It is difficult for voters to keep track of the many legal and personal scandals surrounding Donald Trump, but it is easier to remember the many people whom he has insulted. Both pose liabilities for Trump's campaign for president, but perhaps ironically, it is the insults that are likely to do more damage than the scandals.
Trump actually has his own history separate and apart from presidential racial scare politics of being a self-styled tough guy on crime. The start point was the now infamous Central Park Five case in 1989. The five were young African-American and Latino youths charged with the rape and beating of a white female jogger in New York's Central Park.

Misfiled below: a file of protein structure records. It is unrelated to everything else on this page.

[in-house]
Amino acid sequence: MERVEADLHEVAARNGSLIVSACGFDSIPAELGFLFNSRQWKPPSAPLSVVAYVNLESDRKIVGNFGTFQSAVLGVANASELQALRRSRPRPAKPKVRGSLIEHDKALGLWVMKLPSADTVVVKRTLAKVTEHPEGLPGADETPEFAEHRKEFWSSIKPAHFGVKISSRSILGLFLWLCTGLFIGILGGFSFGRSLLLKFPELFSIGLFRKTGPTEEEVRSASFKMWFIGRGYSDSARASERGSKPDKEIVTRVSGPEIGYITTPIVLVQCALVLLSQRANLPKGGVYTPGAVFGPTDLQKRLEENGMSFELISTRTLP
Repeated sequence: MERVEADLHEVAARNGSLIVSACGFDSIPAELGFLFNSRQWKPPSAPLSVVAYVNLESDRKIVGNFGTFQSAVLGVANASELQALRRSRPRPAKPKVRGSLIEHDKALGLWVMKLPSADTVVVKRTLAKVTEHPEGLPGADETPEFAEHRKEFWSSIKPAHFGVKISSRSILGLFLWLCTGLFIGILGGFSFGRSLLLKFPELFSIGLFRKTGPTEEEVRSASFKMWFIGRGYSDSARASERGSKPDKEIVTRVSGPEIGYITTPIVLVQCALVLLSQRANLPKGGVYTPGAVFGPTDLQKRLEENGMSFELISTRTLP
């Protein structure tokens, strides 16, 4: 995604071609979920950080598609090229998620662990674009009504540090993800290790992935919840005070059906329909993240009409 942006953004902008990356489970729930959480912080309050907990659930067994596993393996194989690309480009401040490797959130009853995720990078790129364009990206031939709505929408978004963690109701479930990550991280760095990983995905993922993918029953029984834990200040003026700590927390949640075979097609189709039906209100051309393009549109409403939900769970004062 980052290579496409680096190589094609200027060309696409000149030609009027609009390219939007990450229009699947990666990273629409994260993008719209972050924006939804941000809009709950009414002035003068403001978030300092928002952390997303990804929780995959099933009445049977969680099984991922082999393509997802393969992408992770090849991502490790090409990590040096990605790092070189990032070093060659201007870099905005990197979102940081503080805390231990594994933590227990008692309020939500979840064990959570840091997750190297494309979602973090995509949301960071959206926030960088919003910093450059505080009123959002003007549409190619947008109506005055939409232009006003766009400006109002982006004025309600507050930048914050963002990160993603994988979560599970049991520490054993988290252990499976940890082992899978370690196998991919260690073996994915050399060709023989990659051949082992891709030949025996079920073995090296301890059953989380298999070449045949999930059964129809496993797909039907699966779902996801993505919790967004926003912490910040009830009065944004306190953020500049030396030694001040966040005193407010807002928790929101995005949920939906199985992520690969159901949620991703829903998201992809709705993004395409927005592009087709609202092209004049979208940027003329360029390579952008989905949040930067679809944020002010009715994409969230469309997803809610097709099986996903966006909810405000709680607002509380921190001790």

I live in New York City, and I see (in)famous people everywhere, from A-List movie stars to that guy who played a corpse on a 1998 episode of Law & Order. (Why, oh why, can't I commodify this "talent"?!) Just a few days ago, in one 24-hour span, I saw Brooke Shields, Ethan Hawke, and Paul Giamatti, all while going about my daily life.
Saturday, Feb. 7, was the third time I saw Joe Assadourian's The Bullpen, which addresses Assadourian's encounter with the New York criminal justice system. On this occasion, three of the Central Park Five were in attendance. Would they find humor in Assadourian's performance after being vilified by the media and unjustly incarcerated?